This session legislators gave their approval to DEQ-related bills that cover truck idling, DEQ’s ability to better protect against invasive aquatic species, expansion of DEQ’s three-year-old E-waste program, expediting cleanup of properties contaminated with hazardous substances and the expansion of Oregon’s 40-year old bottle bill.
Truck idling bill – House Bill 2081
The bill restricts commercial vehicle idling to five minutes in a 60-minute period exempting emergency vehicles, loading and unloading among others. The bill preempts local government idling regulations except for those in existence on Jan. 1, 2011.
The Oregon Trucking Association and Oregon Environmental Council have agreed to work together on future legislation that would reduce idling near schools and discuss ways to reduce idling and improve aerodynamics as part of a statewide strategy for greenhouse gas reductions.
Invasive species bill – Senate Bill 81
SB 81 directs DEQ to collect a $70 per-trip fee from vessels regulated under the state’s new ballast water statutes, which go into effect Jan. 1, 2012. The money will improve the state’s ability to protect Oregon waterways from invasive species.
The bill funds a new half-time position that will allow DEQ to increase vessel inspections, technical assistance and outreach to the shipping and maritime industries to help prevent introduction of species harmful to Oregon’s aquatic habitat. DEQ will improve its monitoring for invasive species, focusing inspections on vessels that discharge their ballast water while in port.
E-waste bill – Senate Bill 82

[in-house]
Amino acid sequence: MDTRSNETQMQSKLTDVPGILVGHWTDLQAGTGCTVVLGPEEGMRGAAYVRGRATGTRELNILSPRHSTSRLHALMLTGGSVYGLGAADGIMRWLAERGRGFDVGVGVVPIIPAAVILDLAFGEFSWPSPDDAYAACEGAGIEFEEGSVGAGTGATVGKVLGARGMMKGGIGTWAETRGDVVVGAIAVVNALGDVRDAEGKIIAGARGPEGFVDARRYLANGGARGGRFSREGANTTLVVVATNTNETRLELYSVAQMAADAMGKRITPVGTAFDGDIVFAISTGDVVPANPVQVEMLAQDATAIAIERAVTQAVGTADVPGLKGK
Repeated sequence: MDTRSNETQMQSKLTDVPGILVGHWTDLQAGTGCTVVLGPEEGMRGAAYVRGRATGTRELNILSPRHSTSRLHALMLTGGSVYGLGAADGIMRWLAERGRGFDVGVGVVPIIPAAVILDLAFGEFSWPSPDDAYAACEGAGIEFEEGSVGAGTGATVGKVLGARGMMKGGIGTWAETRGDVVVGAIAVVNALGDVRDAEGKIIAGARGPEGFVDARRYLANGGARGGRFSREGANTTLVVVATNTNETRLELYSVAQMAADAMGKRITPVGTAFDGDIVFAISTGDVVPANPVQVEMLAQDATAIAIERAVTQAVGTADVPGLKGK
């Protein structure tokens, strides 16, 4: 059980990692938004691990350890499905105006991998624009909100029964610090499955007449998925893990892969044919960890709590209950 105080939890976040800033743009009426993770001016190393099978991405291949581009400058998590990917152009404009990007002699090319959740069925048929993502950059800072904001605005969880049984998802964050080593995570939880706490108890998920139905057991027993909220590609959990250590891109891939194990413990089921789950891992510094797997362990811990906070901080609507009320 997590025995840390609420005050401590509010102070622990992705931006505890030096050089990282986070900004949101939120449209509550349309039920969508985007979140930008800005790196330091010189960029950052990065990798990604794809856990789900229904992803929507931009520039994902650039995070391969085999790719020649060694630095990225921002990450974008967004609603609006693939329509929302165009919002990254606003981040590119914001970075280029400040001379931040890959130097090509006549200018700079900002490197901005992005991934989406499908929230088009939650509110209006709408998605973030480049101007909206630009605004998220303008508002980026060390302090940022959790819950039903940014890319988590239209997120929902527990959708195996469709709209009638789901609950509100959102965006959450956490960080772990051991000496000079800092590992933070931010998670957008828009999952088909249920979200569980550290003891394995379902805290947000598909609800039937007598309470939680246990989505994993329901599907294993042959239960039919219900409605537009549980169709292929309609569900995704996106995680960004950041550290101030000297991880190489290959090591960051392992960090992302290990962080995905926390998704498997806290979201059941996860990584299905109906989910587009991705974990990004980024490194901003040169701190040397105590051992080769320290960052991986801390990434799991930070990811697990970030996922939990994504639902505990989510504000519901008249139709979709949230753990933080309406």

SB 82 expands Oregon’s three-year-old electronics waste recycling program by adding “computer peripherals” and “printers” to the Oregon E-Cycles program by Jan. 1, 2015. Computer peripherals include keyboards or mice, whether corded or wireless. Printers include devices making reproductions or reproductions and some other function (copying, scanning, faxing, etc.).
Contaminated properties – House Bill 3325
This bill helps clarify questions about contaminated properties and their cleanup. It aims to reduce risks to hazardous substances while making idle properties productive again, thus helping create jobs and tax revenue.
The bill removes uncertainty over potential liability as a barrier to potential redevelopment projects by expanding protection from future lawsuits for “innocent purchasers.” The law defines innocent purchasers as parties not responsible for past contamination but committed under an agreement with DEQ to fund cleanup of their contaminated site. The bill allows DEQ to streamline its process for approving agreements with innocent purchasers.
Bottle bill – House Bill 3145
Oregon’s 40-year-old bottle bill program. DEQ monitors recycling of beverage containers and the program’s effectiveness while the Oregon Liquor Control Commission administers law.
The Oregon Bottle Bill has been effective in reducing litter and greenhouse gases through recycling. New additions to the law include:
— Containers eligible for a refund to include juices, teas, coffees and sports drinks. These containers become deposit refund-eligible one year after OLCC determines that at least 60 percent of beverage containers are returned to redemption centers or on Jan. 1, 2018, whichever comes first.
— Increases the 5-cent deposit to 10 cents after OLCC determines that, in each of two previous years, the number of containers returned was less than 80 percent of total number of beer, soft drink and water containers sold. OLCC cannot make this determination, under the law, prior to Jan. 1, 2016.
— Encourages development of additional “redemption centers” to provide convenient places for people to return containers besides participating grocery stores. OLCC will authorize a pilot project for a container redemption center operated by a distributor cooperative and serving a majority of retail dealers in an Oregon city less than 300,000 in population.